By Jonathan Allen and Brad Brooks
LAHAINA, Hawaii (Reuters) – Officials in Hawaii on Tuesday implored residents to submit DNA samples to help in the identification of human remains found in the ashes of a fast-moving wildfire on the island of Maui that killed at least 115 people earlier this month.
At the same time, investigators acknowledged that it’s possible not all of the remains of victims from the August 8th fire on Maui will ever be found.
Maui County prosecuting attorney Andrew Martin, tasked with heading up the family assistance center, said that he’s spoken with experts who have handled DNA sampling in mass-casualty disasters elsewhere, and that he’s seeing less willingness in Hawaii.
“The number of family members who are coming in to provide DNA samples is a lot lower than they’ve seen in other disasters,” he said.
Martin said he could not explain why people seemed less willing to provide DNA samples – so far 104 had been collected. But he hoped his reassurances that the DNA provided would only be used for the purpose of identifying remains, and would not be transferred to any law enforcement database or agency, would help more family members come forward.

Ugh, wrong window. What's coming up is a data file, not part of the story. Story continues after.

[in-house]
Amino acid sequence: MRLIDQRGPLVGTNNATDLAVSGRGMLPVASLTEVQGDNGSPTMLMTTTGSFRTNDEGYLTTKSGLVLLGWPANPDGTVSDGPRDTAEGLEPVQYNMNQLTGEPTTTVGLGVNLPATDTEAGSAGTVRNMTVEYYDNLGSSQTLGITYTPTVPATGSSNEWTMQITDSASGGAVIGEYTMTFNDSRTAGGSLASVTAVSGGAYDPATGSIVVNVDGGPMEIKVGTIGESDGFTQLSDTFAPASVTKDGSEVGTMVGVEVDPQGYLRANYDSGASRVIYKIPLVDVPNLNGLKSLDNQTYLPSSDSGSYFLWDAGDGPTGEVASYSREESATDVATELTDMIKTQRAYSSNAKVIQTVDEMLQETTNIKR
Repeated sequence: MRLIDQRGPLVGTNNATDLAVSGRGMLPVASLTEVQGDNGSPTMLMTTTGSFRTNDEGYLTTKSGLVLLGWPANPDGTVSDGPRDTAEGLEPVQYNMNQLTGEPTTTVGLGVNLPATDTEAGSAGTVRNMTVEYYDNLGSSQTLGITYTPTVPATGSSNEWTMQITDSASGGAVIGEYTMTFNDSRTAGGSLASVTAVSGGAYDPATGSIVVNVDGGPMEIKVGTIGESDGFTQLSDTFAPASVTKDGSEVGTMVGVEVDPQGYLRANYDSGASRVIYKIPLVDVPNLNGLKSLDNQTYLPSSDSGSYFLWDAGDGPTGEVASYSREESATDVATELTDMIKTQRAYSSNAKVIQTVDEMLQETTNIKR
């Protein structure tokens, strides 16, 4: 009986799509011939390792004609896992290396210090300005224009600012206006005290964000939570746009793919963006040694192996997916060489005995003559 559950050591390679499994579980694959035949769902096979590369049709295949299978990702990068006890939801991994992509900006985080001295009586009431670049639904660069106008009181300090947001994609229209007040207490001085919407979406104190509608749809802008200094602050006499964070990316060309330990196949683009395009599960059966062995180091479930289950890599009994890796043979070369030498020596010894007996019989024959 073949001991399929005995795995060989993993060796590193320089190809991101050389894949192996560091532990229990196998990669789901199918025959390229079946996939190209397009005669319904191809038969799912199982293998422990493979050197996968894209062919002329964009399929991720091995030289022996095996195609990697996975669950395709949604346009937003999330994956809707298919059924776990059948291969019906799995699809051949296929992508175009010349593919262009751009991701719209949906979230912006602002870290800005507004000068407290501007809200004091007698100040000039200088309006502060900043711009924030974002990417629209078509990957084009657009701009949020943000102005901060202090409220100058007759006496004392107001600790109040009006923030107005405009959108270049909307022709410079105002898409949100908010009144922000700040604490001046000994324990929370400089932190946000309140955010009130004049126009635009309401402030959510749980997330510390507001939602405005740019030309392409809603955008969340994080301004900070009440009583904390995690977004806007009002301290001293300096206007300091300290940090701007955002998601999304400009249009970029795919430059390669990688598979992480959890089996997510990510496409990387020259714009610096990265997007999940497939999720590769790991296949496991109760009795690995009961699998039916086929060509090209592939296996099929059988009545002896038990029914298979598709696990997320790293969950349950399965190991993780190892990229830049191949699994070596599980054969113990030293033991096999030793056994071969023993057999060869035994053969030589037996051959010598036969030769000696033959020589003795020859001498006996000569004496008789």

Investigators said at the news conference that there remain between 1,000 and 1,100 names on their running list of people who are unaccounted for from the fire.
But they also said the list was a complex jumble that included some people identified by a single name, others with missing data like birth dates, some people whose genders were not clear and also that there were likely duplicate reports of the same people as the list is compiled from varied sources.
They gave no forecast on when – or if – they might ever finish the task of accounting for everybody on the list. They also said they could not yet give an estimate on what the total number of people killed by the fire would eventually be.
Maui Police Chief John Pelletier underscored that so far his department had 85 missing persons reports related to the fire on file – and asked citizens to report any missing family members or others directly to the police if possible.
The devastation was so bad, though, that Pelletier warned that even after all the searching for remains is over, “I can’t guarantee … that we got everybody.”
The wildfires whipped by winds tore through the beachside town of Lahaina in west Maui, killing at least 115 people, according to Maui County officials. Authorities say they have now searched 100% of the single-story residential properties in the disaster area.
(This story has been refiled to fix punctuation in the headline)
(Reporting by Jonathan Allen in Lahaina, Hawaii, and Brad Brooks in Longmont, Colorado; Editing by Michael Perry)